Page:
One degree: In the effort to confront global climate change, a single degree of warmth may seem insignificant. But at Aspen Skiing Co., which runs one of the world's top ski resorts, a single degree is the margin between viability and disaster.
"To be in business," says Patrick O'Donnell, who was Aspen's CEO and environmental conscience for a decade before retiring in November, "we rely on putting down 2 feet of good [artificial] snow, good hard snow that we make the last two weeks of October and the first two weeks of November. That way, when March comes, we can still have skiing, we can still get a full rate for our lift tickets.
"But many of those nights in the fall, we make snow right on the bubble. I've had the staff go back and collect the records—we often make snow within one degree, or one-and-a-half degrees, of being able to. If we can't do it, we have a problem."
At Aspen, the weather is the business, and there is a sense of urgency bordering on panic about climate change. So it is a matter not only of citizenship but also of self-preservation that the company has been a determined pioneer in corporate environmentalism—a leader not just in the tourism industry, where hanging up a damp bath towel typically counts as eco-consciousness, but also in the broader business landscape.
Auden Schendler is Aspen's director of environmental affairs. He came to the resort from Amory Lovins's renowned environmental think tank, the Rocky Mountain Institute, seven years ago. Schendler, 36, has a tall, tan, square-jawed look that makes him seem more like a ski instructor (he was one) than an enviro-geek. But he knows the hardscrabble aspects of environmentalism firsthand. He once spent six months making energy-saving improvements to mobile homes, snaking beneath the trailers to patch holes and install insulation.
Today, Schendler has his hands and head in projects across Aspen's hotels, clubs, and mountains—Aspen, Snowmass, Aspen Highlands, Buttermilk. The sheer range and imagination of the resort's environmental and conservation efforts is stunning. And yet at Aspen, the more the staff does, the more nervous everyone gets about that one degree.
Aspen uses biodiesel fuel in its bulldozer-sized snowcats, the machines that work through winter nights grooming ski slopes. The company's vehicle shop—which maintains those snowcats plus dozens of shuttle buses and snowmobiles— is partly heated with used motor oil from the vehicles, poured directly from the drain pans into a furnace fuel tank. On its slopes, Aspen uses an almost invisible speck of dust to seed each artificial snowflake it makes—a method slightly more expensive than using just water, but one that consumes less water and less energy.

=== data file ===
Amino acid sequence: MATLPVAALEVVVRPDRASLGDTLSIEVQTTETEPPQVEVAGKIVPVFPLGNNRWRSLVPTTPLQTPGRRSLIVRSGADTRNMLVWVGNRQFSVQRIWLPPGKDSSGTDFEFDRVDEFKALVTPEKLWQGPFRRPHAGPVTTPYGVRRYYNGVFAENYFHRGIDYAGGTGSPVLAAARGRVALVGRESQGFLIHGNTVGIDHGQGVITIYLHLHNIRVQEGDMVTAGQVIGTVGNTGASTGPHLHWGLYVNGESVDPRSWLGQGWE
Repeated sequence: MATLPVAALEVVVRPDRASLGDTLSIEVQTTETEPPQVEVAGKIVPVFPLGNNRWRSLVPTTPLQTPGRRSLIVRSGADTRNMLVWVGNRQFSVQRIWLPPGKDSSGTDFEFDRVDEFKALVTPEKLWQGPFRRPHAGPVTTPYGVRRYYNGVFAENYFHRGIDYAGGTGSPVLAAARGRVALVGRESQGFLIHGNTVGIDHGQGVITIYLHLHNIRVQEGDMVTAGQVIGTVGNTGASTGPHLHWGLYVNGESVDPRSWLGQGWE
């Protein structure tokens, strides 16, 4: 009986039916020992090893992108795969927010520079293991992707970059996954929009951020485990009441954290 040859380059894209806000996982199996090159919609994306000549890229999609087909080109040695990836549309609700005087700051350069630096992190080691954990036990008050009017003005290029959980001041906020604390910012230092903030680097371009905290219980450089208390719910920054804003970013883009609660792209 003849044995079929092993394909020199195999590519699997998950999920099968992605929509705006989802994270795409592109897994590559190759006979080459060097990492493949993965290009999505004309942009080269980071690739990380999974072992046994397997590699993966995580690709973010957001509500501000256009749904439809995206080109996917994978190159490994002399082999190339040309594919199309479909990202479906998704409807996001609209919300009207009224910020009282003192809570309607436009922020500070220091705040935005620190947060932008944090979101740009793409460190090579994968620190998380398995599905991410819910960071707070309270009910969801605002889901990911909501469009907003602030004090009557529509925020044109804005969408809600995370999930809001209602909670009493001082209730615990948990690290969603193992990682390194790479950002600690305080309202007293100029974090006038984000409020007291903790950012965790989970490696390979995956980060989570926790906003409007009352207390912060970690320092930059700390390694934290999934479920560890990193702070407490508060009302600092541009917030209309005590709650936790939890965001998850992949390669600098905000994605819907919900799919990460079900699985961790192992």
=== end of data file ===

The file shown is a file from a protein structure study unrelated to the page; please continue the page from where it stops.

The resort's 20 Coke machines all run on motion sensors, so their compressors don't cycle on and off all night, when no one is buying sodas. The toilets at the new Snowmass golf club have two different flush settings—half flush and full flush—so customers can use less water as needed. Two new, luxurious buildings use nearby ponds, huge heat sinks, as thermal exchanges, providing heat in winter and cooling in summer.
Aspen adds $2 a day to the bill of every hotel guest, donating it to the Aspen Valley Land Trust to preserve open space. This year, it is offsetting all the greenhouse-gas emissions from its electricity use with wind credits; 45 other ski resorts have followed suit, including Vail. The form Aspen managers complete to request capital-spending, whether for a new toaster or a chairlift, requires an environmental-impact assessment for the project. "You can be rejected for your environmental impact," O'Donnell says. "And if you don't fill it in, we just send the form back. Incomplete."
Which is to say, environmentalism has been layered into Aspen's business operations at every opportunity. Schendler is greeted by name and buttonholed for advice at every turn, from the vehicle-maintenance shop to the front desk at the five-star Little Nell hotel. "My job description is to reduce our environmental impact," he says. "It's all unsexy but crucial. It's good, and I'm proud of it."